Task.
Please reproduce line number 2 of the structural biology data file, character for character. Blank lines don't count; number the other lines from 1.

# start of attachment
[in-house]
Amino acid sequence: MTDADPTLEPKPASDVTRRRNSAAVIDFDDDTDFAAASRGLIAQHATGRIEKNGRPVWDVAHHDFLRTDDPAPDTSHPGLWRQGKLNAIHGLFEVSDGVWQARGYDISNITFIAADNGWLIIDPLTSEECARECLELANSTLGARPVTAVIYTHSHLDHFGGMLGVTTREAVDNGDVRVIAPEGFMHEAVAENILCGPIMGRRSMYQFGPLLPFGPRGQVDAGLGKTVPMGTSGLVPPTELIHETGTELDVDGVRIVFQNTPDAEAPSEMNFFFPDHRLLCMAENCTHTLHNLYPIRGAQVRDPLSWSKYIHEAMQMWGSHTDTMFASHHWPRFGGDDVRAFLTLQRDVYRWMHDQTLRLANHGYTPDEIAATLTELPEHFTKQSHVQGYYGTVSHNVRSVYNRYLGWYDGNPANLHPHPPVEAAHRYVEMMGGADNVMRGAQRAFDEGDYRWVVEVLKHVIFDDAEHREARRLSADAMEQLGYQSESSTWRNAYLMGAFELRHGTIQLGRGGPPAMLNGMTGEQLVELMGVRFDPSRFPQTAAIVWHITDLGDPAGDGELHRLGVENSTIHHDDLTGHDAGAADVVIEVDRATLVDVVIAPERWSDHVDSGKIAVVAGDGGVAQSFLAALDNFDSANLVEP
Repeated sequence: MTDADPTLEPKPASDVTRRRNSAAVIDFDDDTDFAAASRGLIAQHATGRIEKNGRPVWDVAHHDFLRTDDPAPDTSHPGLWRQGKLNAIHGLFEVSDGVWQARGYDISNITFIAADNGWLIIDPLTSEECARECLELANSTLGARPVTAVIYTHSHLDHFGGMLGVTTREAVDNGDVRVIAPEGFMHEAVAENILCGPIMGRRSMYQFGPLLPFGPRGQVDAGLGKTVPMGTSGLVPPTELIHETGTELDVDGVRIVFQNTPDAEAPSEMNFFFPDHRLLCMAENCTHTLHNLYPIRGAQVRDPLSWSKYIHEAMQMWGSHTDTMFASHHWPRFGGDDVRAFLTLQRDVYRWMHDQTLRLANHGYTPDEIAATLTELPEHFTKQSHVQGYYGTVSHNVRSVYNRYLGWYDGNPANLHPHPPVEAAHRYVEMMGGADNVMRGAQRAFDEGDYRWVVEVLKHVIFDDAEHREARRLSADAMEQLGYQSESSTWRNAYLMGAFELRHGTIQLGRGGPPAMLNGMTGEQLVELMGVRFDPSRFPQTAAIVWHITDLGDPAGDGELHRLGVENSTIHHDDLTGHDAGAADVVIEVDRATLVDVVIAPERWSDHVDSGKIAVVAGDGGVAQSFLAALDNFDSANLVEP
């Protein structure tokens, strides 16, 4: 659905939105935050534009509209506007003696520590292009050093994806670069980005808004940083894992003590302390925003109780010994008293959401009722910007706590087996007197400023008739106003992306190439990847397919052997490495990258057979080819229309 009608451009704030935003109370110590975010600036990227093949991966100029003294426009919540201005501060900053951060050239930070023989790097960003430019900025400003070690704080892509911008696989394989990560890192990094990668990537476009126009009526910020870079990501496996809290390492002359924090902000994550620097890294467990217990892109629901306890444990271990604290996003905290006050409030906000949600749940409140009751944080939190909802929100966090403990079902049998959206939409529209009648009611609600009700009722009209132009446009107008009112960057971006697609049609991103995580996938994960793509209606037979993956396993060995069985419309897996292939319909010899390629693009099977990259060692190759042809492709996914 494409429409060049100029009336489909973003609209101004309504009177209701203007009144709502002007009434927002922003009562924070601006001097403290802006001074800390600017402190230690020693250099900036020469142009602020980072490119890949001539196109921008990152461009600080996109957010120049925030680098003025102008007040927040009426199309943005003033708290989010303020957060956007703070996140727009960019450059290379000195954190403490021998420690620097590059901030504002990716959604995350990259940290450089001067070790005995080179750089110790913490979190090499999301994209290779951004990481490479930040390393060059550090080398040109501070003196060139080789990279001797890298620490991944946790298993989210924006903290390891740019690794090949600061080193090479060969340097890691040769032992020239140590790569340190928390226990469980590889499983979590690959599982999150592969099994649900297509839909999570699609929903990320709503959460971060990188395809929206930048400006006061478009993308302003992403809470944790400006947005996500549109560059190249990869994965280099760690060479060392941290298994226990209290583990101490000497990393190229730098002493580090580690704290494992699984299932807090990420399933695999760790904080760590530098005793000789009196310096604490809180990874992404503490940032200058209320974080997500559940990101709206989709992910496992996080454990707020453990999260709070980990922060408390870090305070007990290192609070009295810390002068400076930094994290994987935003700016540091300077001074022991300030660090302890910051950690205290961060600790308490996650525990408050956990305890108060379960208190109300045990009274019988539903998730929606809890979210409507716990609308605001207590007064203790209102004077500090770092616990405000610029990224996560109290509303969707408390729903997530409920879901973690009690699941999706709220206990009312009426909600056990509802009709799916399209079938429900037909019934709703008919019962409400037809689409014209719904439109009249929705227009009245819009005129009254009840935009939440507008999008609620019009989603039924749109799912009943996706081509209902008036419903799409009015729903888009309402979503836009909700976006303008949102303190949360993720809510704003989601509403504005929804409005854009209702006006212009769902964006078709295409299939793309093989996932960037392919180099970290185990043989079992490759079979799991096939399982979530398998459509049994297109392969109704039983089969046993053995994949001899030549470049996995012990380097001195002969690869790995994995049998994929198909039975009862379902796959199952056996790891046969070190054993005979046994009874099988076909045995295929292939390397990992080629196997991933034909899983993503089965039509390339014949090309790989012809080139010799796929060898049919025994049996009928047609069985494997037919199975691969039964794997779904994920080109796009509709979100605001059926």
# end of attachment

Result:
Amino acid sequence: MTDADPTLEPKPASDVTRRRNSAAVIDFDDDTDFAAASRGLIAQHATGRIEKNGRPVWDVAHHDFLRTDDPAPDTSHPGLWRQGKLNAIHGLFEVSDGVWQARGYDISNITFIAADNGWLIIDPLTSEECARECLELANSTLGARPVTAVIYTHSHLDHFGGMLGVTTREAVDNGDVRVIAPEGFMHEAVAENILCGPIMGRRSMYQFGPLLPFGPRGQVDAGLGKTVPMGTSGLVPPTELIHETGTELDVDGVRIVFQNTPDAEAPSEMNFFFPDHRLLCMAENCTHTLHNLYPIRGAQVRDPLSWSKYIHEAMQMWGSHTDTMFASHHWPRFGGDDVRAFLTLQRDVYRWMHDQTLRLANHGYTPDEIAATLTELPEHFTKQSHVQGYYGTVSHNVRSVYNRYLGWYDGNPANLHPHPPVEAAHRYVEMMGGADNVMRGAQRAFDEGDYRWVVEVLKHVIFDDAEHREARRLSADAMEQLGYQSESSTWRNAYLMGAFELRHGTIQLGRGGPPAMLNGMTGEQLVELMGVRFDPSRFPQTAAIVWHITDLGDPAGDGELHRLGVENSTIHHDDLTGHDAGAADVVIEVDRATLVDVVIAPERWSDHVDSGKIAVVAGDGGVAQSFLAALDNFDSANLVEP